Washington will keep the spotlight on Robinhood and other zero-commission brokers when the Senate Banking Committee holds a hearing on the GameStop saga Tuesday at 10 a.m. Eastern, with expert witnesses set to warn of the dangers of financial speculation.
Banking Committee Chairman Sherrod Brown, an Ohio Democrat and a longtime critic of Wall Street, will oversee the questioning of several witnesses who will paint the sudden rise and extreme volatility in meme stocks like GameStop Corp GME, +40.64% as evidence of the need for fundamental reform of the U.S. system for retirement savings and stricter oversight of securities dealers.
Rachel J. Robasciotti, founder and chief executive of the social-justice focused investment advisory firm Adasina Social Capital, plans to tell the committee that the social-media-fueled rise of shares of GameStop, AMC Entertainment Holdings Inc. AMC, +15.47%, Express, Inc. EXPR, +62.60% and other meme stocks is a classic “market disruption” akin to the mortgage-backed security bubble of the late 2000s that reflects Americans’ desperate desire to secure sufficient retirement wealth.
Americans “know that Social Security benefits their parents receive aren’t enough to cover most retirees’ basic needs,” she plans to say. “So they are forced into the stock-market casino with their life savings.”
Zero-commission online broker Robinhood has remained at the center of the discussion over the state of retail investing since it became one of the favorite brokers used by a group of social media users who promoted GameStop shares, with many seeing outsized gains on risky options bets that paid off when other investors, who were betting against the company, were forced to close out their short positions.
GameStop shares have whipsawed from roughly $17 per share to start the year, to an intraday high of $483 in late January to below $40 just a few weeks later. They are up roughly 80% in March at more than $180, according to FactSet.
Robinhood upended the retail brokerage industry by offering zero-commission trades and relying instead on a controversial practice called payment for order flow as their major source of revenue, and its competitors have largely copied the model.
Robinhood says that it has “democratized finance” by enabling anyone with a smartphone and a few extra dollars to begin building wealth in the stock market, while critics argue that the typical American is more harmed than helped by smartphone applications that make it so easy to trade stocks and risky options with such frequency.
“Any retail brokers’ claims that trading democratizes access to wealth only takes advantage of people’s fears,” Teresa Ghilarducci, an economist at the New School will say Tuesday, according to prepared testimony. “Safe and professionally managed diversified investments, not trading apps, are the path to economic security.”
The state of Social Security will likely be a topic of attention during the hearing, given that the government insurance program represents 58% of wealth for nearly retired Americans in the bottom half of the income spectrum, while directly owned stocks make just up just 8%.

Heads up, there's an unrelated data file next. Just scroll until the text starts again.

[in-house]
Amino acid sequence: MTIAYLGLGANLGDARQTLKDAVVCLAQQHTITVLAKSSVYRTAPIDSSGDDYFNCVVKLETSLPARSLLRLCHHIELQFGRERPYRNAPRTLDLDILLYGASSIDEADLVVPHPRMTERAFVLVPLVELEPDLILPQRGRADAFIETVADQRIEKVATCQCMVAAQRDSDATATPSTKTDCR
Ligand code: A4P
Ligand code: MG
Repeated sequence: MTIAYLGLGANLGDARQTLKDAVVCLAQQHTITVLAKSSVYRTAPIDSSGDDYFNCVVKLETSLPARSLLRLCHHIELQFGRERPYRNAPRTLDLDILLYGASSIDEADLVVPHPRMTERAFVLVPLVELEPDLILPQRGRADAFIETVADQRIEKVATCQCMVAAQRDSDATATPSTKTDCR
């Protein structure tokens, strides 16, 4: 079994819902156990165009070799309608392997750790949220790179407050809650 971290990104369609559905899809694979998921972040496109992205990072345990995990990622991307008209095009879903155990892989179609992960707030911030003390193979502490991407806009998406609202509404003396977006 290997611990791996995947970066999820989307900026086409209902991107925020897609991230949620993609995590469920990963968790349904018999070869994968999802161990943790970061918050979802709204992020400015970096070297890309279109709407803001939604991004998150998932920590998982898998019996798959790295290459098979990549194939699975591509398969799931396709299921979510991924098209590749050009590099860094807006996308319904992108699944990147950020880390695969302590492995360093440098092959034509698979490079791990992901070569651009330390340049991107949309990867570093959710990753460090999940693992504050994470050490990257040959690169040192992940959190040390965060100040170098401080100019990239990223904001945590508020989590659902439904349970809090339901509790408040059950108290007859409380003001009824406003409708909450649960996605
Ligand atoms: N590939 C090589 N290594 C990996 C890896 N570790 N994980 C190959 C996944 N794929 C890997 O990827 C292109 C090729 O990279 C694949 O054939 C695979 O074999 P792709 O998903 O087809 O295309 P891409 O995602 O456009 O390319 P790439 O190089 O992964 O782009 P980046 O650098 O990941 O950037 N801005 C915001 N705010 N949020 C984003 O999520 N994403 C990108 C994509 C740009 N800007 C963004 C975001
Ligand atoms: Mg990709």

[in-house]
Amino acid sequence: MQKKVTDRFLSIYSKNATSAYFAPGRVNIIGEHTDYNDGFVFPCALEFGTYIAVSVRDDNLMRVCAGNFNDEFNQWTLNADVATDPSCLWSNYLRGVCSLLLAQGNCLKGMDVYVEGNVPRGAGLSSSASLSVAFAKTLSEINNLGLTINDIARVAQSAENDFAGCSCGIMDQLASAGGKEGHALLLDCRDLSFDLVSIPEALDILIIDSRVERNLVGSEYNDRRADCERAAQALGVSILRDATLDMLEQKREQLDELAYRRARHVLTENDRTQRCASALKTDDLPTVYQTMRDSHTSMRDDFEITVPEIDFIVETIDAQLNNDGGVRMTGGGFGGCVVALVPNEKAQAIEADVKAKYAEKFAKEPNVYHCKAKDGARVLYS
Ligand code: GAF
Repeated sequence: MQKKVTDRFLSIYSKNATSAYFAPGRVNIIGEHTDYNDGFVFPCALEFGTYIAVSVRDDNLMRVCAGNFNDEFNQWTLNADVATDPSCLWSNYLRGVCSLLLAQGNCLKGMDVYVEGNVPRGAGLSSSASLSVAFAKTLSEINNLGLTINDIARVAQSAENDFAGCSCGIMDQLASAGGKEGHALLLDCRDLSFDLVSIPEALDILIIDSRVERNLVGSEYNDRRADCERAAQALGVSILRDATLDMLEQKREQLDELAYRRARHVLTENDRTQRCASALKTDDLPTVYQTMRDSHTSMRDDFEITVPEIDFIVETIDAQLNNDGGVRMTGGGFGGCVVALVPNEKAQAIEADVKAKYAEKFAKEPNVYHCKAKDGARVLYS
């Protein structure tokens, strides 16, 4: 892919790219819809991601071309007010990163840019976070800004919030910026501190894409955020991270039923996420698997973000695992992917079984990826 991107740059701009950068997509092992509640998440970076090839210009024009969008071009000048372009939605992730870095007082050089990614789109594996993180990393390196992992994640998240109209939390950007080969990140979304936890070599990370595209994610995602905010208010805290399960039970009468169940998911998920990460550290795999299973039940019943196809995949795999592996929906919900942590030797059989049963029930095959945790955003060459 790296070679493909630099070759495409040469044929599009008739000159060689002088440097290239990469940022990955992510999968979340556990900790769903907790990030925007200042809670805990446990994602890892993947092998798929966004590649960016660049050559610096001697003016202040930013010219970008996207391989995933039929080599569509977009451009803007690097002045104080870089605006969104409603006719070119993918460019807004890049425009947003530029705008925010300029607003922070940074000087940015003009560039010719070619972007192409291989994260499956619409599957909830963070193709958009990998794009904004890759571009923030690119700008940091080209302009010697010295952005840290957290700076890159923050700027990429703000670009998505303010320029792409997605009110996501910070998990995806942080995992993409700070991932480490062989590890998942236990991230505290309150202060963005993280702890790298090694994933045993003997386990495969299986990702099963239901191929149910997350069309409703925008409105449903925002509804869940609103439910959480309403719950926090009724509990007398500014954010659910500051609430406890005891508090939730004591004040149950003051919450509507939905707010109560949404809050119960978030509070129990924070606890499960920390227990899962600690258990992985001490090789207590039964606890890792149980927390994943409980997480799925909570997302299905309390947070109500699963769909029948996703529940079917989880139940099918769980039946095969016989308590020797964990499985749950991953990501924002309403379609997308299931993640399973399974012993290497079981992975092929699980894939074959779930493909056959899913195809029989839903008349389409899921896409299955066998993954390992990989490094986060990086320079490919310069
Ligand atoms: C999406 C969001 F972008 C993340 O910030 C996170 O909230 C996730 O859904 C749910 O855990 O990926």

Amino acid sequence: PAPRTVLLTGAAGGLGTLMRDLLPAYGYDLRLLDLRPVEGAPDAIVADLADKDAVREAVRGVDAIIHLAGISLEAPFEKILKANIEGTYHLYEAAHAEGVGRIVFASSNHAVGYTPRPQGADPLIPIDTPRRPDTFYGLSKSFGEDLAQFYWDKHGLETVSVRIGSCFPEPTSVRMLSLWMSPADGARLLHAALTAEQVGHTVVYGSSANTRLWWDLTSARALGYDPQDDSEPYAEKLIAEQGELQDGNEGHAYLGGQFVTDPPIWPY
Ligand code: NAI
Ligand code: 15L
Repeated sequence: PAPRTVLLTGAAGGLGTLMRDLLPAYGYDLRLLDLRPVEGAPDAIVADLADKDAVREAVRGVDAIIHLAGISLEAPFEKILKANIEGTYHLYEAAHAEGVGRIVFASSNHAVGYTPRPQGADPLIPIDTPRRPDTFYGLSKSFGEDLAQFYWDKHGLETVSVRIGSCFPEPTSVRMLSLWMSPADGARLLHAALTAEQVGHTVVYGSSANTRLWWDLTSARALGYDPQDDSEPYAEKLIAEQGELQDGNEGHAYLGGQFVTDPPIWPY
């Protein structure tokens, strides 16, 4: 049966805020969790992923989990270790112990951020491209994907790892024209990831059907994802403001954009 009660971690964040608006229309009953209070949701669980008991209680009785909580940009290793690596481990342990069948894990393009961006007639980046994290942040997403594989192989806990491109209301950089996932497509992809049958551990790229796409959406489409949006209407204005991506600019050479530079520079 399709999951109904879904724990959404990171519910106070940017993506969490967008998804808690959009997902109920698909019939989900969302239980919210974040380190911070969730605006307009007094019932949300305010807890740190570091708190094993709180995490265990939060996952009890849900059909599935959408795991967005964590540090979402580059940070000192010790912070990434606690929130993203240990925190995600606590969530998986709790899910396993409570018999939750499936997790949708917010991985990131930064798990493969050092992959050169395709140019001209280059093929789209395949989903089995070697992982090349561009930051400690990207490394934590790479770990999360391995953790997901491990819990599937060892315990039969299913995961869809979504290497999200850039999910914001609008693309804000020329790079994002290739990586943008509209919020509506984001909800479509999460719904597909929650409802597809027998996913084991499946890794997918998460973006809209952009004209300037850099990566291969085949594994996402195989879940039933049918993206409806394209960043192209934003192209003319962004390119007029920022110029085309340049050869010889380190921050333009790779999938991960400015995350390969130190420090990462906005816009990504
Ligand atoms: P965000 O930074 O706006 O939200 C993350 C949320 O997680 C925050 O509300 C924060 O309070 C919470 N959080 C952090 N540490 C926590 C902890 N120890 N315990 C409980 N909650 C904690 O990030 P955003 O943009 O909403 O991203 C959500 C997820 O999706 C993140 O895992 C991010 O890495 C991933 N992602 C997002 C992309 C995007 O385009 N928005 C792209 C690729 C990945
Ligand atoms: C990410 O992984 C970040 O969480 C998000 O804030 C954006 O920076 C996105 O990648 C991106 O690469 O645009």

Other panelists plan to defend Robinhood’s business model and are hopeful that it could lead to a situation where more lower-income Americans are able to build wealth through stock ownership.
Robinhood’s model “reduces costs for consumers, makes securities trading simpler and easier, increases consumer choice, and lowers barriers to participation in the market for the common stock of companies listed on stock exchanges,” according to the prepared remarks of Andrew Vollmer of the Mercatus Center at George Mason University. “It therefore opens the securities markets and equity securities ownership to a much larger part of the population and to people with less income and wealth than those who are typically associated with participation in the equity markets.”
Following the example of the February House Financial Services Committee GameStop hearing, senators are likely to probe the question of whether financial regulators should make rule changes to avoid a repeat of the events of Jan. 28, when Robinhood and other brokers restricted purchases of GameStop shares and other meme stocks because their volatility triggered massive calls for collateral from the clearinghouse that guarantees U.S. equity trades.
During the House proceeding, Democrats displayed their skepticism of the practice of payment for order flow, whereby market makers pay stock brokers like Robinhood to route customer orders their way. Though proponents say these arrangements enable zero-commission trades, expect Democrats to question whether it represents a conflict of interest that should be reformed by regulators.
Another issue that is likely to get attention is that of “gamification” features in Robinhood’s app that critics say encourage more frequent use of the app than is financially beneficial.
In December, Massachusetts securities regulators filed a complaint against the company for “aggressively marketing itself to Massachusetts investors without regard for the best interests of its customers” and for “use of strategies such as gamification to encourage and entice continuous and repetitive use of its trading application.”
The Financial Industry Regulatory Authority last month announced that it would be reviewing app-based broker dealers’ practices with respect to gamification, and whether features in these apps count as marketing securities that are unsuitable for investors.